The Calvin and Hayley relationship also gets a wonderful amount of time to shine. These two have been a constant source of delight in the series. Even in the little moments where they hold hands, the warmth between these two is clear. Zoe Robins especially as Hayley brings a lot of subtly to the relationship.

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She clearly loves Calvin (did you see those photos in her locker?) but she’s very aware he’s kinda dumb. That’s not a knock to the character of Calvin, he’s also very sweet and it’s that mix she’s attracted to. She likes being the one in charge, the dominant one in the relationship. As much as Calvin grimaces at the bag of dog poop she gives him, deep down he adores helping her.

We must also return to Preston. When he discovered Sandy wasn’t hit with the arrow, at first I was disappointed. Oh no, all that conflict was for nothing! Misunderstandings, really? But then I thought about it and no, it actually works super well. It’s not only a genuine twist; it makes it all the more real.

Sure, in the real world we don’t have to worry about a monster screwing up our chances of asking someone out but we do make mistakes. We misread the situation. We say the wrong thing. It’s the kind of story telling series’ like Buffy were so good at, using mystical problems as metaphors for something that could happen in everyday life.

While the script is top notch, the true hero of this episode is without a doubt Peter Sudarso. He sells every moment he’s given. The fear of rejection by Sandy. The elation at her asking him out. The pain when he thinks it isn’t real. His performance elevates Ninja Steelas a whole to new heights. He’s the one who brings that inner conflict to the emotionally climactic scene of Preston and Sandy.

It could have easily been played as “no I must do the right thing” but Peter plays it real. He plays it like a teenager who doesn’t always think or do the right thing. Of course he does eventually but that strained look on his face when he turns her down? Gold.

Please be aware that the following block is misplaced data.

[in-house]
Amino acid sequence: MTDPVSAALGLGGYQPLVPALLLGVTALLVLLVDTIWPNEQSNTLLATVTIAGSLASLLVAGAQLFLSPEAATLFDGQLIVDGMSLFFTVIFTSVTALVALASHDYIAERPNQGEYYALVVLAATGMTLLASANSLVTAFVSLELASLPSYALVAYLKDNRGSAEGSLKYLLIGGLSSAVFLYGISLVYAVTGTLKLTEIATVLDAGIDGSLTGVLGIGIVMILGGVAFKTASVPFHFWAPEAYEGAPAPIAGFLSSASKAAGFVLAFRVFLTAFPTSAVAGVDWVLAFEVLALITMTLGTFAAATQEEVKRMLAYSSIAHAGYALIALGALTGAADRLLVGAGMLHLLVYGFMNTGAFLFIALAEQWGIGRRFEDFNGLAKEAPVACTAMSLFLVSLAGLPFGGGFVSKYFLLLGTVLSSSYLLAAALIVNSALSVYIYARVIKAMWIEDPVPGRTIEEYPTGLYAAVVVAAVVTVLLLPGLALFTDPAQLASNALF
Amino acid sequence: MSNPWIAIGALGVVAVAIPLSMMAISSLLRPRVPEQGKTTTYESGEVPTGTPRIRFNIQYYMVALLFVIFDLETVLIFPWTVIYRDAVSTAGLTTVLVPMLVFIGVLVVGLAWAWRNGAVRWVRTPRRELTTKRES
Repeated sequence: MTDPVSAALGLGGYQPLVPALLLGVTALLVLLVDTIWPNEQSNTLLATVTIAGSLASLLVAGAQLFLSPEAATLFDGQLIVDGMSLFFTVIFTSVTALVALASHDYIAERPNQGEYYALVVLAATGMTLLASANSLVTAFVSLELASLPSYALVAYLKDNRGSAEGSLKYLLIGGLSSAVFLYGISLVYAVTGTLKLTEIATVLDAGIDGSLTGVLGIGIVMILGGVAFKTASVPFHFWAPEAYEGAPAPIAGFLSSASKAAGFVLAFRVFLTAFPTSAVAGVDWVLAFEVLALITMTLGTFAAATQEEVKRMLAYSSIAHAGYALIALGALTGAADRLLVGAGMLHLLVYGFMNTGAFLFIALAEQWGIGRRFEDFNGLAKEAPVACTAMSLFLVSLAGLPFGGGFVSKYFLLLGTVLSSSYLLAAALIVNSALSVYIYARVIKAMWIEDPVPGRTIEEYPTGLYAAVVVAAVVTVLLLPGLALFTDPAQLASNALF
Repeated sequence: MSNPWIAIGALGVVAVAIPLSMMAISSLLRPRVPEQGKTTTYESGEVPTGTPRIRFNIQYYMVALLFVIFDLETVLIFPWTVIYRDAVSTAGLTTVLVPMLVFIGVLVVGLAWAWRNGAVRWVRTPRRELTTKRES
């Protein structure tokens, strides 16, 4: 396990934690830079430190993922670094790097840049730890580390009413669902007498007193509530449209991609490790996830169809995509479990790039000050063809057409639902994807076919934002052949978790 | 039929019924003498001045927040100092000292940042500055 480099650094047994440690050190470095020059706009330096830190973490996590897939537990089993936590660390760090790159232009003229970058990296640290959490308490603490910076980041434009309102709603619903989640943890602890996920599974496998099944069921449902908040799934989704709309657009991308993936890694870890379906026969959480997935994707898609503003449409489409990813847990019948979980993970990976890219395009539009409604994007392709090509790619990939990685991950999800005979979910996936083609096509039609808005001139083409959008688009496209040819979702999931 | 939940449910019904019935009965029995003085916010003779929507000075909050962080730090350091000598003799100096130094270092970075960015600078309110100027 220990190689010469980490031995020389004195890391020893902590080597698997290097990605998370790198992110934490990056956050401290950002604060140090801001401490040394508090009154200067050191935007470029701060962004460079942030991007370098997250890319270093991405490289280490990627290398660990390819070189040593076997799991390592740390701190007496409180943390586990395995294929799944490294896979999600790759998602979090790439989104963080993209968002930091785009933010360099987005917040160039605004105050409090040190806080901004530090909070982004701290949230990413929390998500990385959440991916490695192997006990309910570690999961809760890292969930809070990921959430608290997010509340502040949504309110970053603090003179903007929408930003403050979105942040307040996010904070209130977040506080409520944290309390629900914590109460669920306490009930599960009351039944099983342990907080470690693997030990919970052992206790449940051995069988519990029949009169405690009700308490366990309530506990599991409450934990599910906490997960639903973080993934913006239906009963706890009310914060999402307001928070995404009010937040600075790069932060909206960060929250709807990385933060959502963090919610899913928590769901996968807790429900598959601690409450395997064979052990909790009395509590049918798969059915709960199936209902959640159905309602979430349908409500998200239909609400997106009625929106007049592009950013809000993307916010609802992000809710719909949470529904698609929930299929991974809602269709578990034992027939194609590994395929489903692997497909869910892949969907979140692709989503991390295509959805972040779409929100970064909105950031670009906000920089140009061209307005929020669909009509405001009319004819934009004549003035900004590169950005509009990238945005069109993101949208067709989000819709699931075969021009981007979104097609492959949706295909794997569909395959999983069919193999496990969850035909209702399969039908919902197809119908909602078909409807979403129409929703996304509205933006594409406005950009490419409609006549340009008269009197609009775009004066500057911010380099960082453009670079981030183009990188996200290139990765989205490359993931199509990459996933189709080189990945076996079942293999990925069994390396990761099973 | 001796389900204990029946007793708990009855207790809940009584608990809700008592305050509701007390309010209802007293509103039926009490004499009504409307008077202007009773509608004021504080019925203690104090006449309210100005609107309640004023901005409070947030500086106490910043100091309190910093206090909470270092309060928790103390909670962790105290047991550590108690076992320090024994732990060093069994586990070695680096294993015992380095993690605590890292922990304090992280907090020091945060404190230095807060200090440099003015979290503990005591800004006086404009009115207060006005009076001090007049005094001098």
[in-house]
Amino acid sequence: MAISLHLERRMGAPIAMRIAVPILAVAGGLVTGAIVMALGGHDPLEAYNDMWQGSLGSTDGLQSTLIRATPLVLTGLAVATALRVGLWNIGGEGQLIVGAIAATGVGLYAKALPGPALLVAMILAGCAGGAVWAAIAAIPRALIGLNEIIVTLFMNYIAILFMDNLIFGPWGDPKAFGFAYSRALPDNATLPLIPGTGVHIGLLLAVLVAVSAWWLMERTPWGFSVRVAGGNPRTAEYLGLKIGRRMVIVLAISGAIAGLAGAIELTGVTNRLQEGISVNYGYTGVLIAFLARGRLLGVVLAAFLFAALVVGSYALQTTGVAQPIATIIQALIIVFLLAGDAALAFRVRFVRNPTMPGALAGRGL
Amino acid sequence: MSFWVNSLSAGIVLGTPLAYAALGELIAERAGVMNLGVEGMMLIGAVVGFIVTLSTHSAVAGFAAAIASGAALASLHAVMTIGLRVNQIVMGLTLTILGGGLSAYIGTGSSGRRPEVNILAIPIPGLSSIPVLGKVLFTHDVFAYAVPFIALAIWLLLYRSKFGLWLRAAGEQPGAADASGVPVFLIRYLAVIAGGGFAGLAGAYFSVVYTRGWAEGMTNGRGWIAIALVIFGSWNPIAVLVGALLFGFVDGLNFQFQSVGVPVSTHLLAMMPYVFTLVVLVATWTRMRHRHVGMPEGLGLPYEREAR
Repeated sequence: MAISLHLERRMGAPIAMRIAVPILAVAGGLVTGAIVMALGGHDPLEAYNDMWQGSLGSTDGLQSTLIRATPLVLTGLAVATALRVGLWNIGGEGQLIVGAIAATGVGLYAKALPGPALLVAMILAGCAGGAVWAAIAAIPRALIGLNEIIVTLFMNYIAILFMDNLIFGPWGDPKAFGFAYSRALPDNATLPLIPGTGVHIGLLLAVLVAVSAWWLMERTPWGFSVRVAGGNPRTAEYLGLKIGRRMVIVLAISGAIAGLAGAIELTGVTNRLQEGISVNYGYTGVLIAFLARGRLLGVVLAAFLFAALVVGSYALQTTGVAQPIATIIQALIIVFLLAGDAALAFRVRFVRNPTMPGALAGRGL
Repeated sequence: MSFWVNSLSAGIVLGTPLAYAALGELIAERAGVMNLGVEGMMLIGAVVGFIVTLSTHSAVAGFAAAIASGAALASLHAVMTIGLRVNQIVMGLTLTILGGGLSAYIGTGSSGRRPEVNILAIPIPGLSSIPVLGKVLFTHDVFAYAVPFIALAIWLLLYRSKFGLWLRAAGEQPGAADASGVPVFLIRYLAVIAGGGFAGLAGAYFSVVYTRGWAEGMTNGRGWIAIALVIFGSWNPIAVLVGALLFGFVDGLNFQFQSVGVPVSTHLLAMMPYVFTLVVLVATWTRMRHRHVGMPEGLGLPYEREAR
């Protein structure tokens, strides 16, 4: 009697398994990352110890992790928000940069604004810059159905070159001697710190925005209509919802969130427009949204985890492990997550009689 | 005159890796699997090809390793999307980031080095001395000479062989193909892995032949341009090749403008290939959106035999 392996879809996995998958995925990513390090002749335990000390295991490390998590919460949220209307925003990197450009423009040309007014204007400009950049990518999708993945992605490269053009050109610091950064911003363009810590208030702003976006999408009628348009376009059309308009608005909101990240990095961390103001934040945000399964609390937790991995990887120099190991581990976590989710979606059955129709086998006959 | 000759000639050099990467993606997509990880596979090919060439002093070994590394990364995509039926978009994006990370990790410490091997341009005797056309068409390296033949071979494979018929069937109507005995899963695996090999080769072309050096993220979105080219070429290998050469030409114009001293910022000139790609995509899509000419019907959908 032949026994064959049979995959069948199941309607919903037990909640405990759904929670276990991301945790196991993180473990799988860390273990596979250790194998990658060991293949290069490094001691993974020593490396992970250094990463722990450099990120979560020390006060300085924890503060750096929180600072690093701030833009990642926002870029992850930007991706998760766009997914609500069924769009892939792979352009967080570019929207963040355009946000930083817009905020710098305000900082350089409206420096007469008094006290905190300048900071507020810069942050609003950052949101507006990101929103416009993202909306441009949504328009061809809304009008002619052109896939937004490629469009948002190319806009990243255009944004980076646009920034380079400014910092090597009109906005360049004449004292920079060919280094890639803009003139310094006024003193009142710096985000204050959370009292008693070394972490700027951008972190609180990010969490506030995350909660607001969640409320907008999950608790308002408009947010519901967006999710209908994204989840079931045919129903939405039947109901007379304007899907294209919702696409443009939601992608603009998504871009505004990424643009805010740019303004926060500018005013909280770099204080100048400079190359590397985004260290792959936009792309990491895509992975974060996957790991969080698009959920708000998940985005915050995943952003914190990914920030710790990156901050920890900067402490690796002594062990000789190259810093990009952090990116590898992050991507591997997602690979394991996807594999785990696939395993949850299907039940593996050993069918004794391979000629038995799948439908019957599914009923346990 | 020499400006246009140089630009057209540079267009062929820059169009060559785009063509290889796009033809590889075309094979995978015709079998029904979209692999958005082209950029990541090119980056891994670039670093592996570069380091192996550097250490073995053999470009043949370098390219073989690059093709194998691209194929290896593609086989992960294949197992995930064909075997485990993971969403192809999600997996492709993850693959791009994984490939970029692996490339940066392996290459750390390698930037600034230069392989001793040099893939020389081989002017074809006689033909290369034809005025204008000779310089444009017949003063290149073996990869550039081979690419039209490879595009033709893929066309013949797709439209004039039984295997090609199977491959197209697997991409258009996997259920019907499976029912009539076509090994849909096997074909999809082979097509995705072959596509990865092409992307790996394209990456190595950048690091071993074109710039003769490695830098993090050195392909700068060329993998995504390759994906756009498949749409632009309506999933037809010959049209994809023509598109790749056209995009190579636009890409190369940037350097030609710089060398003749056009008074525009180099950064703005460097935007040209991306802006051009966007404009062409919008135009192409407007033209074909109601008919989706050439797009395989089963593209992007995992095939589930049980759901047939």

Big shout out to the episode for having the moral of you shouldn’t take advantage of someone who’s under the influence. Sure, in this case the influence is a love arrow shot by a bee monster, but it still works!  It’s not in your face but Preston grappling with his decision speaks to the possible influence of toxic masculinity in his life. Thankfully, Preston rejects that and shows that being a true hero is not taking advantage of others. Perfect message not just to kids but EVERYONE watching.

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The episode also has a ton of great little touches. Mick showing off the love arrow armor and Sarah straight up punching it before acknowledging it’s ready? Brilliant (Chrysti Ane shines)! The way Victor tries to buy his way into the other girls heart, contrasting with how Preston handled the situation? Amazing! The music during Preston’s solo morph? Some of the best out of the series in eight years.

Everything about this episode was a triumph for the series. The moral worked because it was tied to a genuine emotional conflict, the humor was on point, and we just got a lot of time with the characters where they acted like genuine people. 

Before now Ninja Steel has struggled with conflict, especially between the characters. However, if it can give us this kind of rich inner conflict? That might be a way to make the series really sing as it starts to head towards its conclusion.

Ninja Steel has a lot of genuine potential. This episode proved it. Many of the jokes and plots wouldn’t have worked without what was established previously. There’s a great show in Ninja Steel and I’m glad we finally got to see what it looks like.

Shamus Kelley is a pop culture/television writer and official Power Rangers expert. Follow him on Twitter! Read more articles by him here!

Rating:

5 out of 5